HTTP Cookies are a simple work around to the intrinsic statelessness of the HTTP protocol. The basic idea is that the server sends an extra header with an HTTP response. The header might look like this:
Set-Cookie: attribute=value;; path=/edu; expires=Thu, 24-Jun-2004 00:37:39 GMT; secure
Here'a breakdown of components of a Set-Cookie header:
Name/Value Pair attribute=value required -- this is the basic data payload. The value can be a URL encoded string with additional parameters in there but from the cookie "envelope" view, there's just a name and a value.
Domain Scope optional -- by default the browser is supposed to only send the cookie back to the host it accessed when the cookie was issued. However, the host can set a cookie for "" such that any web hosts accessed with the domain name would get the cookie as well.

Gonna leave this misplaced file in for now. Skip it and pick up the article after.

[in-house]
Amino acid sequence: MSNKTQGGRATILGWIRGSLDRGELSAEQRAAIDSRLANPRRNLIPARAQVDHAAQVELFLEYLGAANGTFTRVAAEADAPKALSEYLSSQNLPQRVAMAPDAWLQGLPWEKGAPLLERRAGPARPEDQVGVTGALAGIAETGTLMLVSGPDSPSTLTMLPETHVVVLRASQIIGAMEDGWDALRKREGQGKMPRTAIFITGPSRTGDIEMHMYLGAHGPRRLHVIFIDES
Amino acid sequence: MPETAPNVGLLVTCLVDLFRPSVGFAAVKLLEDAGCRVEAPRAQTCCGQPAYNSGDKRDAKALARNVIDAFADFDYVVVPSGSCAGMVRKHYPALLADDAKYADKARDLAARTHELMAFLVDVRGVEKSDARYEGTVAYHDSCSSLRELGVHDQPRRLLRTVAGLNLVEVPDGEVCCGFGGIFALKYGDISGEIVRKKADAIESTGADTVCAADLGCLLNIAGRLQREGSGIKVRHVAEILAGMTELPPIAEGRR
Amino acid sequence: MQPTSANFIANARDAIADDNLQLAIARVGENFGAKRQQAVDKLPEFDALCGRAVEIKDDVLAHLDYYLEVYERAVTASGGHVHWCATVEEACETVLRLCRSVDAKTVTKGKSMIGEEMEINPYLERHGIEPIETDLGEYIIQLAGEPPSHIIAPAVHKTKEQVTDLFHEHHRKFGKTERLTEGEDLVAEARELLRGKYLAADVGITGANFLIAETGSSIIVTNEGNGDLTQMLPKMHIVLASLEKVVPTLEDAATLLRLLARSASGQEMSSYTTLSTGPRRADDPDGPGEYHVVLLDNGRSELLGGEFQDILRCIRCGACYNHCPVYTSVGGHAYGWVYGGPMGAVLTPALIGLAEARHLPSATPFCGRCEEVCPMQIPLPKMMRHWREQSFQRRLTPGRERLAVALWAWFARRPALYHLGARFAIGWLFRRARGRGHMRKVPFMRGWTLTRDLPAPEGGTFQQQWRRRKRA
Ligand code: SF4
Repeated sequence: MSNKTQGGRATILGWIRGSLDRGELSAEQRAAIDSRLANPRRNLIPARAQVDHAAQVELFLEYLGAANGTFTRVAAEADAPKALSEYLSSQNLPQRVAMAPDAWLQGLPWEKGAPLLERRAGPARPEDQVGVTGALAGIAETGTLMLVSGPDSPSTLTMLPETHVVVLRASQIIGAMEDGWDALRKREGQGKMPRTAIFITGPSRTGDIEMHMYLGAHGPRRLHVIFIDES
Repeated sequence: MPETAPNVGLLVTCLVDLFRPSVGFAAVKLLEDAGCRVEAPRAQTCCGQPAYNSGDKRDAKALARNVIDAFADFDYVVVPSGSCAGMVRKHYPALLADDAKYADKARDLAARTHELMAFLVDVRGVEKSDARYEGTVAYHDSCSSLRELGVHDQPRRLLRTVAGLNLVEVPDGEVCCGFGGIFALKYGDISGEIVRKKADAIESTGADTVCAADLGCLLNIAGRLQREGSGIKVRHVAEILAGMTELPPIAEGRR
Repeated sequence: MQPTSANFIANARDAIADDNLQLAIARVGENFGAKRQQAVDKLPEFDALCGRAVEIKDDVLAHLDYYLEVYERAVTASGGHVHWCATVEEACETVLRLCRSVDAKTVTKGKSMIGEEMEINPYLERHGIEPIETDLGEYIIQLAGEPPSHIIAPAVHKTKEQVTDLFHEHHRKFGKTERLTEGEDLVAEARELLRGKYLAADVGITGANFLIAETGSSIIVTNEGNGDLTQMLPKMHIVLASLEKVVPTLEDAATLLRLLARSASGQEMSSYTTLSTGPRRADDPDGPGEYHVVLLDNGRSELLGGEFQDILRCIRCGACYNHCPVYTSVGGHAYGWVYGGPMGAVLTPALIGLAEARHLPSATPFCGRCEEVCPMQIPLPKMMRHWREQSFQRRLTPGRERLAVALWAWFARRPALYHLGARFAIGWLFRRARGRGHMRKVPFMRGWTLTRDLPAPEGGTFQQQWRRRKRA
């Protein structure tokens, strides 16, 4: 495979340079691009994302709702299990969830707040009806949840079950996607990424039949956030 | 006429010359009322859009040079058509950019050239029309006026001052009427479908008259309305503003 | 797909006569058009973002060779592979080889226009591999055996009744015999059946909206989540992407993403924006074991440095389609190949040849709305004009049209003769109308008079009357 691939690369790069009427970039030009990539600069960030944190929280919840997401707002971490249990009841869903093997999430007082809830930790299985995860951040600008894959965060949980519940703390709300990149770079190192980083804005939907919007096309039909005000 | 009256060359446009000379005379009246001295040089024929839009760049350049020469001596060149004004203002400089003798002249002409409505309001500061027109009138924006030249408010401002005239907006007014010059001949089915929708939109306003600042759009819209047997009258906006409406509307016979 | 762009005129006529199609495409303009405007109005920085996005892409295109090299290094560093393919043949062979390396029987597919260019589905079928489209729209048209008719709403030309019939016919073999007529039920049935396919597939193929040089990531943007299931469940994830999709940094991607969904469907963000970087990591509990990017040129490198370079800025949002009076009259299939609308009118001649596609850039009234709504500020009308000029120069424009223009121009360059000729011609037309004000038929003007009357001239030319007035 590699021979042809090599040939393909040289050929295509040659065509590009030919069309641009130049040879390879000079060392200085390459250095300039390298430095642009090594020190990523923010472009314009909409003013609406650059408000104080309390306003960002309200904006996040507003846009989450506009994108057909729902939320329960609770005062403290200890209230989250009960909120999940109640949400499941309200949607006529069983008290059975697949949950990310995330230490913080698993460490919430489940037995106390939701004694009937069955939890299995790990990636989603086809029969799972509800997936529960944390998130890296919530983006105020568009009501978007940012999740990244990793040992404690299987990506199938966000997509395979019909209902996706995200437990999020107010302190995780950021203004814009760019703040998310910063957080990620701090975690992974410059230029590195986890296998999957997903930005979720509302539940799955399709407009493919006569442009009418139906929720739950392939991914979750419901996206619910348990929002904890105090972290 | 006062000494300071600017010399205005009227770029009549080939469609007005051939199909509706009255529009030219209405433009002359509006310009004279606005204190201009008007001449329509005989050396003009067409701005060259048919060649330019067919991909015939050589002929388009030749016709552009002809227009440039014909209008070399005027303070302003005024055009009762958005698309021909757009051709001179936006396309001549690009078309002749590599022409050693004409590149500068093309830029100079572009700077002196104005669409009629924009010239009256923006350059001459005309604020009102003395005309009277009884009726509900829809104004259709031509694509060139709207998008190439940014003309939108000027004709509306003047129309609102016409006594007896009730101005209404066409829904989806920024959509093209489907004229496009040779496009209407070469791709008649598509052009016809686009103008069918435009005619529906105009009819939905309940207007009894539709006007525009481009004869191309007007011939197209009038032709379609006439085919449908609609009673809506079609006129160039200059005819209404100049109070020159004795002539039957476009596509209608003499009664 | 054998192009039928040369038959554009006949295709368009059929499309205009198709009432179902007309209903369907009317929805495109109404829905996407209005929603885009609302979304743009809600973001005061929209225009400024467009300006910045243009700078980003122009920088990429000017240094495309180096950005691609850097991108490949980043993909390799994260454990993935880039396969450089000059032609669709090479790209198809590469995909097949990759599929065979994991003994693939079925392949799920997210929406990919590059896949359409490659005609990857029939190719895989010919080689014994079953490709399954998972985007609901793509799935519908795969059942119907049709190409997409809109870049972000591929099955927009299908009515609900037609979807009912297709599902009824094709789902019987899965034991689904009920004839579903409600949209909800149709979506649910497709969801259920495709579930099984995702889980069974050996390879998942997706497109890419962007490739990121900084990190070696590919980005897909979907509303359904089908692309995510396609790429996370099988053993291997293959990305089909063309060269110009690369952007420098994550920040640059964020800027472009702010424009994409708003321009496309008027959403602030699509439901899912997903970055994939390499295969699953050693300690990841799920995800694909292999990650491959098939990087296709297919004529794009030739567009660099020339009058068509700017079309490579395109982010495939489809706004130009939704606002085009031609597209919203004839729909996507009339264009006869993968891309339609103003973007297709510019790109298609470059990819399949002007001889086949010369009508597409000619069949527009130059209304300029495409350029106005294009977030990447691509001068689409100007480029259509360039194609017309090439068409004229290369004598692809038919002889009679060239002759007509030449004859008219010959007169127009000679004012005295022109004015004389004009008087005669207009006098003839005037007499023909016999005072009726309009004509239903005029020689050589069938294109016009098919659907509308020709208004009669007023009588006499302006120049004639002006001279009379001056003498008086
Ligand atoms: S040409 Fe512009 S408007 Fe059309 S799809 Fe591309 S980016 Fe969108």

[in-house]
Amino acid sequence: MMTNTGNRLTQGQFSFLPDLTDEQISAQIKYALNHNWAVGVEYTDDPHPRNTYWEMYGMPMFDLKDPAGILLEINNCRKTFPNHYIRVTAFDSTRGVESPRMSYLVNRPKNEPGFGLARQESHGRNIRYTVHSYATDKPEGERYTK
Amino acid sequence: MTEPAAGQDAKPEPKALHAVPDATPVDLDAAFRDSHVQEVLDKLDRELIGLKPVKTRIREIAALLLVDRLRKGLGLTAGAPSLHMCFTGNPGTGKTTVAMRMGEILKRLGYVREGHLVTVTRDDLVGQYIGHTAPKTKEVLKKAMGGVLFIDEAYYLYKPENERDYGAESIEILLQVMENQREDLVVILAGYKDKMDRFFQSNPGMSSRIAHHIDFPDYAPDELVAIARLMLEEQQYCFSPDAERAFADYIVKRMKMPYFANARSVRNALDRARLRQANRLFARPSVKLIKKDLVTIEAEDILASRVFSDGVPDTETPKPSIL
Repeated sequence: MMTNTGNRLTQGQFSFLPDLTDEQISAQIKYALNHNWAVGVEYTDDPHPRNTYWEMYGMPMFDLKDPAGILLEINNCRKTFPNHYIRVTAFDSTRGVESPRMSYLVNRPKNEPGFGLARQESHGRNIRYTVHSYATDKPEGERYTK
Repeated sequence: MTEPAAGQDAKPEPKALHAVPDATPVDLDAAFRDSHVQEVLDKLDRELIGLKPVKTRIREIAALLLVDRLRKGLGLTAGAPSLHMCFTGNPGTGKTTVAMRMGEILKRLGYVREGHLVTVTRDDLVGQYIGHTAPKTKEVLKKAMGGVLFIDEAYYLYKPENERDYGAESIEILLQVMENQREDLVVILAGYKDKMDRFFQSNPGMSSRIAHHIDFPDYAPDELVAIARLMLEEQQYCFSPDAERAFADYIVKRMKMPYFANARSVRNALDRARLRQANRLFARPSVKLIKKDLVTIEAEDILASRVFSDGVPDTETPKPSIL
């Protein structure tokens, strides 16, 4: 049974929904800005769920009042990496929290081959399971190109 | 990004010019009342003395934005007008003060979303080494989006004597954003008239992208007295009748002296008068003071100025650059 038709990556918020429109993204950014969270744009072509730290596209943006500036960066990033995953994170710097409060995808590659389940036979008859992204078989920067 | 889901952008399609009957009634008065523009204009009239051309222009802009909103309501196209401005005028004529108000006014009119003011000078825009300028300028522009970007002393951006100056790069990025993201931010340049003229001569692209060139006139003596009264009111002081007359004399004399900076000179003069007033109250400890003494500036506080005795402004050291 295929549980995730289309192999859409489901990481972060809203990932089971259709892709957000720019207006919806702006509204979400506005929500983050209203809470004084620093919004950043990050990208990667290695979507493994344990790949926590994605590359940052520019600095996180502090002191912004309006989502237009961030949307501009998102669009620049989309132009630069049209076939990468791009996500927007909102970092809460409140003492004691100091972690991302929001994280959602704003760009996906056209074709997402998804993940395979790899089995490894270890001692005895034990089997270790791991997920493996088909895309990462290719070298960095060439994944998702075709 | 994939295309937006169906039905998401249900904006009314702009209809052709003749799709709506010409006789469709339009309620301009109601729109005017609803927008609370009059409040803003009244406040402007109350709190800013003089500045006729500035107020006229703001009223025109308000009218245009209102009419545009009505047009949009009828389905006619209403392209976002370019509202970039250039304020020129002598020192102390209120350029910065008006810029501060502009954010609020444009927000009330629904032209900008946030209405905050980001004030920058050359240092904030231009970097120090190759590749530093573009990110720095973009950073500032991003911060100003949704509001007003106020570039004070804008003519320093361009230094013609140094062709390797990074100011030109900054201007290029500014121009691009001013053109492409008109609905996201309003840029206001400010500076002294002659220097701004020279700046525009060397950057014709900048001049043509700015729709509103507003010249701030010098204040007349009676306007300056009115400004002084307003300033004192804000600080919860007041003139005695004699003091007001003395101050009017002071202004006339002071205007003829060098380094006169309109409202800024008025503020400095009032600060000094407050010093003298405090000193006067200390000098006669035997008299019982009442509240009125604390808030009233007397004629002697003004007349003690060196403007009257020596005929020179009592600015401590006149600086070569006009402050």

Path Scope path=/edu optional -- this will limit the URI path for which the cookie should be sent back, the default is all URI's (i.e. the equivalent of "path=/")
Expiration expires=Thu, 24-Jun-2004 00:37:39 GMT optional -- by default the cookie will last as long as the browser is open ("a session"). If the expiration is set to sometime in the future, the cookie will be persisted by the browser (usually, that's a text file or a bunch of text files). To expire a persistent cookie, it must be reissued with the expiration set to sometime in the past.
SSL flag secure optional -- this tells the browser that the cookie should only be returned via the HTTPS (HTTP over an SSL connection) protocol
As long as all of the constraints are fulfilled, the browser's responsibility is to simply return the name/value pair in the request headers:
Cookie: attribute=value
The browser should continue to do this until the cookie is expired or the session ends.